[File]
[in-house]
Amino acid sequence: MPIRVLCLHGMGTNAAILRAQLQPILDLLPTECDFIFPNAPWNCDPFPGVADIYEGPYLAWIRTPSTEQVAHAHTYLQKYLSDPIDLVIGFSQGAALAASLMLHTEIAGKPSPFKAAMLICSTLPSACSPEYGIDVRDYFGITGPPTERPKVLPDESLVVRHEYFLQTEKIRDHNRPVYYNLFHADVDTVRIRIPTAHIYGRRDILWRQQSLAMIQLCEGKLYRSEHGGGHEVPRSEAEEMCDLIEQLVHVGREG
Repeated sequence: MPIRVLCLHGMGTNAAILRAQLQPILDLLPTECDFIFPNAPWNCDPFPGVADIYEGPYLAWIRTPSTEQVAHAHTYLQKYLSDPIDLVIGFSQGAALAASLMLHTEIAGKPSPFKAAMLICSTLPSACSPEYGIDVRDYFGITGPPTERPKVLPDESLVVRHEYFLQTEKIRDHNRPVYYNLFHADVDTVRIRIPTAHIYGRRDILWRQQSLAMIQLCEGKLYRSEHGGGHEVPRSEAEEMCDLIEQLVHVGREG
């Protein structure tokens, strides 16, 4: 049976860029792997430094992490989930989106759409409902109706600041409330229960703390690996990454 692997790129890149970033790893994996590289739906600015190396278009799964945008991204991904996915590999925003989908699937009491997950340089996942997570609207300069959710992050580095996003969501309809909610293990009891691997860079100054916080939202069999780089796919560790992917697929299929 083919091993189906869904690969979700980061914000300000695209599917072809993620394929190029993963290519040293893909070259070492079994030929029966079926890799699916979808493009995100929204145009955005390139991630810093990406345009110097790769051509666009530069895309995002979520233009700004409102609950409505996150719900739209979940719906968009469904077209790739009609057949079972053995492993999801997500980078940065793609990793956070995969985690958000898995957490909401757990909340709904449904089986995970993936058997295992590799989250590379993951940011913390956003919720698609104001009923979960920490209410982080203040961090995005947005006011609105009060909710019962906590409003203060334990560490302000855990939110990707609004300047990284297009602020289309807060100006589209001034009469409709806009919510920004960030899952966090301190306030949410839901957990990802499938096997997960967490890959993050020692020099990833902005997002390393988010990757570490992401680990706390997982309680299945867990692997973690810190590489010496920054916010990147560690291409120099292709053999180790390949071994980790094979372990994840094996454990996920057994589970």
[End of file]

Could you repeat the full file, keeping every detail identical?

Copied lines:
[in-house]
Amino acid sequence: MPIRVLCLHGMGTNAAILRAQLQPILDLLPTECDFIFPNAPWNCDPFPGVADIYEGPYLAWIRTPSTEQVAHAHTYLQKYLSDPIDLVIGFSQGAALAASLMLHTEIAGKPSPFKAAMLICSTLPSACSPEYGIDVRDYFGITGPPTERPKVLPDESLVVRHEYFLQTEKIRDHNRPVYYNLFHADVDTVRIRIPTAHIYGRRDILWRQQSLAMIQLCEGKLYRSEHGGGHEVPRSEAEEMCDLIEQLVHVGREG
Repeated sequence: MPIRVLCLHGMGTNAAILRAQLQPILDLLPTECDFIFPNAPWNCDPFPGVADIYEGPYLAWIRTPSTEQVAHAHTYLQKYLSDPIDLVIGFSQGAALAASLMLHTEIAGKPSPFKAAMLICSTLPSACSPEYGIDVRDYFGITGPPTERPKVLPDESLVVRHEYFLQTEKIRDHNRPVYYNLFHADVDTVRIRIPTAHIYGRRDILWRQQSLAMIQLCEGKLYRSEHGGGHEVPRSEAEEMCDLIEQLVHVGREG
């Protein structure tokens, strides 16, 4: 049976860029792997430094992490989930989106759409409902109706600041409330229960703390690996990454 692997790129890149970033790893994996590289739906600015190396278009799964945008991204991904996915590999925003989908699937009491997950340089996942997570609207300069959710992050580095996003969501309809909610293990009891691997860079100054916080939202069999780089796919560790992917697929299929 083919091993189906869904690969979700980061914000300000695209599917072809993620394929190029993963290519040293893909070259070492079994030929029966079926890799699916979808493009995100929204145009955005390139991630810093990406345009110097790769051509666009530069895309995002979520233009700004409102609950409505996150719900739209979940719906968009469904077209790739009609057949079972053995492993999801997500980078940065793609990793956070995969985690958000898995957490909401757990909340709904449904089986995970993936058997295992590799989250590379993951940011913390956003919720698609104001009923979960920490209410982080203040961090995005947005006011609105009060909710019962906590409003203060334990560490302000855990939110990707609004300047990284297009602020289309807060100006589209001034009469409709806009919510920004960030899952966090301190306030949410839901957990990802499938096997997960967490890959993050020692020099990833902005997002390393988010990757570490992401680990706390997982309680299945867990692997973690810190590489010496920054916010990147560690291409120099292709053999180790390949071994980790094979372990994840094996454990996920057994589970």